Adjective "warrant" definition and examples

(Warrant may not be an adjective, but it can be used as an adjective, click here to find out.)

Pronunciation

/ˈwɒr(ə)nt/

Definitions and examples

noun

A document issued by a legal or government official authorizing the police or another body to make an arrest, search premises, or carry out some other action relating to the administration of justice.
  1. 'an extradition warrant'
  2. 'On Monday, the judge who signed the warrants is expected to appoint public defenders for each of the accused.'
  3. 'Moreover, he wrote, the failure to get a warrant was not justified.'
  4. 'Where a malfunctioning alarm has been going for more than 20 minutes, council officers will be able to apply for a warrant to use force to gain entry to a house and silence it.'
  5. 'Now she was not only in the States illegally, the police had issued a warrant for her arrest after an antiwar protest that turned ugly.'
  6. 'On receipt of the authority to proceed the metropolitan magistrate may issue a warrant for the arrest of the person specified.'
  7. 'He disclosed that police had ignored a warrant for Mason's arrest that was issued after he had not appeared for his hearing.'
  8. 'Police have issued a warrant for the arrest of former the York man John Wilson after he failed to turn up at court for allegedly breaching his order.'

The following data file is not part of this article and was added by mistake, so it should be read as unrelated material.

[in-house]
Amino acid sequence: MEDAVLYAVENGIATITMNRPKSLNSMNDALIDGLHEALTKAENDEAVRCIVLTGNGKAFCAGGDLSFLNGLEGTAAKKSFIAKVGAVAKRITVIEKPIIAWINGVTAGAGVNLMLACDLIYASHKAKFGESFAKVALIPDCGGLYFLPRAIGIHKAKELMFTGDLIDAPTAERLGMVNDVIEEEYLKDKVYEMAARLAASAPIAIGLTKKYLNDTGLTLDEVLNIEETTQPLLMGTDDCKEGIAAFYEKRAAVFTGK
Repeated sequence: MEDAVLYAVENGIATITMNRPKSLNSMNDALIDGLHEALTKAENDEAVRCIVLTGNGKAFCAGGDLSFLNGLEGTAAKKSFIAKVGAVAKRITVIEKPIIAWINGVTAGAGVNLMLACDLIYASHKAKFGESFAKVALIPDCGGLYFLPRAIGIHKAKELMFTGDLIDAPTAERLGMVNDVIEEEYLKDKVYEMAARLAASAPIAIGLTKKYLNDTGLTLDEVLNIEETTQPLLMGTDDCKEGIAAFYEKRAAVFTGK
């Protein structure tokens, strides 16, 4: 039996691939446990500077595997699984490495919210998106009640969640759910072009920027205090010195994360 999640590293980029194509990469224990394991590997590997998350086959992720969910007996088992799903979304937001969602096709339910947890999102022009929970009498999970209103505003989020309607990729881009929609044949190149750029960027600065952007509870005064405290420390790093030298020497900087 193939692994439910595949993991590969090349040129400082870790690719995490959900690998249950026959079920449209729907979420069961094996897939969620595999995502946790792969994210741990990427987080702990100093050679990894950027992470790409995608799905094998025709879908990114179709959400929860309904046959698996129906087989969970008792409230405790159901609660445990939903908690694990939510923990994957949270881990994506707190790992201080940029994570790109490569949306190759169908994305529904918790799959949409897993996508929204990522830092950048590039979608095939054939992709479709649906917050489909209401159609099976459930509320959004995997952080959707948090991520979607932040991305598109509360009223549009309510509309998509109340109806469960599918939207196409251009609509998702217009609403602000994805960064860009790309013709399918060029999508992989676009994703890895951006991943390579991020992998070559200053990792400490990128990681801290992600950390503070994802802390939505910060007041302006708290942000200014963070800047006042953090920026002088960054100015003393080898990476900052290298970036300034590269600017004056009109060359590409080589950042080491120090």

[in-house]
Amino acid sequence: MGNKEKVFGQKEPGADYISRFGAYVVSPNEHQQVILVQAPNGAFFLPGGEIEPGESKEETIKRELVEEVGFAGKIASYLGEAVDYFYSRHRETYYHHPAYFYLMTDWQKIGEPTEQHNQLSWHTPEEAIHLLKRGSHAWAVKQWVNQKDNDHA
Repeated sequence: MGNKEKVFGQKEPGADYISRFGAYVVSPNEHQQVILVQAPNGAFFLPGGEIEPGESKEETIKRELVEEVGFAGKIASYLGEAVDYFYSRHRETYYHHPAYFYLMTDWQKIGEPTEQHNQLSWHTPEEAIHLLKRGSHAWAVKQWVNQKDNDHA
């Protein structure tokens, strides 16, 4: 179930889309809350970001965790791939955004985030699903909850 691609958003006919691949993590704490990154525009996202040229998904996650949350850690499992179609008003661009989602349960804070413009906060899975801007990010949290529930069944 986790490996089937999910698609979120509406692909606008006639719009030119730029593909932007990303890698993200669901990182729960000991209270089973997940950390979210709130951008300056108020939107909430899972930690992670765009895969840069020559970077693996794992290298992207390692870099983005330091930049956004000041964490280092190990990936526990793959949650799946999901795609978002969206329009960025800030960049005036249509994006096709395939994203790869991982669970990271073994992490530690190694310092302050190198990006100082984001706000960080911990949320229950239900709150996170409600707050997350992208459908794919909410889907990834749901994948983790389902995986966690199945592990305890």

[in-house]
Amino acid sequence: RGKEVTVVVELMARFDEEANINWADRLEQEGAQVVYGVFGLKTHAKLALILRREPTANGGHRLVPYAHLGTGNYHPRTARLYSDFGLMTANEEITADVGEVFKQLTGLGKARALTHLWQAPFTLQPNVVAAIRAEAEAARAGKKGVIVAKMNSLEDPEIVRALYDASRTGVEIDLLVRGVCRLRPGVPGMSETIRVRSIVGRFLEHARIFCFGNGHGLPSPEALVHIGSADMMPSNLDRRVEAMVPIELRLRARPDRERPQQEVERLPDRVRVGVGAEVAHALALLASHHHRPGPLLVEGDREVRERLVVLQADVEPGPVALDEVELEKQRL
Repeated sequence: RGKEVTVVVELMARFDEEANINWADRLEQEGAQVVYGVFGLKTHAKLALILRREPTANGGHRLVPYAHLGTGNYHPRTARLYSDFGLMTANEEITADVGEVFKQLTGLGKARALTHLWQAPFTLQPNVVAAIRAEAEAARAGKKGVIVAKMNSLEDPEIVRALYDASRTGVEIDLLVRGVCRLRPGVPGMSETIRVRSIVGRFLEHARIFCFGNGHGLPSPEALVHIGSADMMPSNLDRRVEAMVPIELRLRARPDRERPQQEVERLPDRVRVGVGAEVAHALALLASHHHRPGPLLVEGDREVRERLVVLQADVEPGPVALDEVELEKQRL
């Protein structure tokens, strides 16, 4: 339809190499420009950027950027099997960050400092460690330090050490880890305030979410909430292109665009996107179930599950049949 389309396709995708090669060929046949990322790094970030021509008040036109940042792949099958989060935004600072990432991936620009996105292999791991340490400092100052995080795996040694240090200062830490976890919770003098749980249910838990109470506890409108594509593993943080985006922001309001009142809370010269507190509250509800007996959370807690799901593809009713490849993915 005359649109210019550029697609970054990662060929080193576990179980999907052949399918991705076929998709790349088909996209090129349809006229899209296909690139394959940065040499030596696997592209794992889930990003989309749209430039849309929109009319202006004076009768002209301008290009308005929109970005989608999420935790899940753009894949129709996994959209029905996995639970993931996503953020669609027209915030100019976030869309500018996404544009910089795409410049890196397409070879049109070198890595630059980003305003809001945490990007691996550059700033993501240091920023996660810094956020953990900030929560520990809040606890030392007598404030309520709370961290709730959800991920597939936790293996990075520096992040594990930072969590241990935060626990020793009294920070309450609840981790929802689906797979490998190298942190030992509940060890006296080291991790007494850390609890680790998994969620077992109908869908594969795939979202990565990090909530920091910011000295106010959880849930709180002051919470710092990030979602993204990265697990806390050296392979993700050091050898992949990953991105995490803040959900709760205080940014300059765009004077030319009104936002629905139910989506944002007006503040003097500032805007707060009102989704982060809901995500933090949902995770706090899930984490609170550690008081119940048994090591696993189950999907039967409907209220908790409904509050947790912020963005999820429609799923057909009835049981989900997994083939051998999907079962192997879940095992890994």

9. 'Police issued an arrest warrant for bigamy and John, who now lives on the Isle of Man, turned himself in last week.'
  10. 'Officers executed a warrant in Chorley, Lancashire, on Thursday and a 29-year-old man was arrested.'
  11. 'He then failed to answer a summons from the examining magistrate, and a warrant for his arrest was issued on 28th January 1997.'
  12. 'The speaker's statement indicated that there was evidence that some members provided signed blank warrants to the travel agents.'
  13. 'It says they are given a travel warrant and asked to sign a form - waiving their right to access further homeless services in York if they return.'
  14. 'These warrants entitle the holders to sell shares of the common stock to the Company on certain dates at specified prices.'
  15. 'A group of concerned teachers met at the Central Province Travel Agency in Gordons, Port Moresby on December 13 over delays in processing travel warrants.'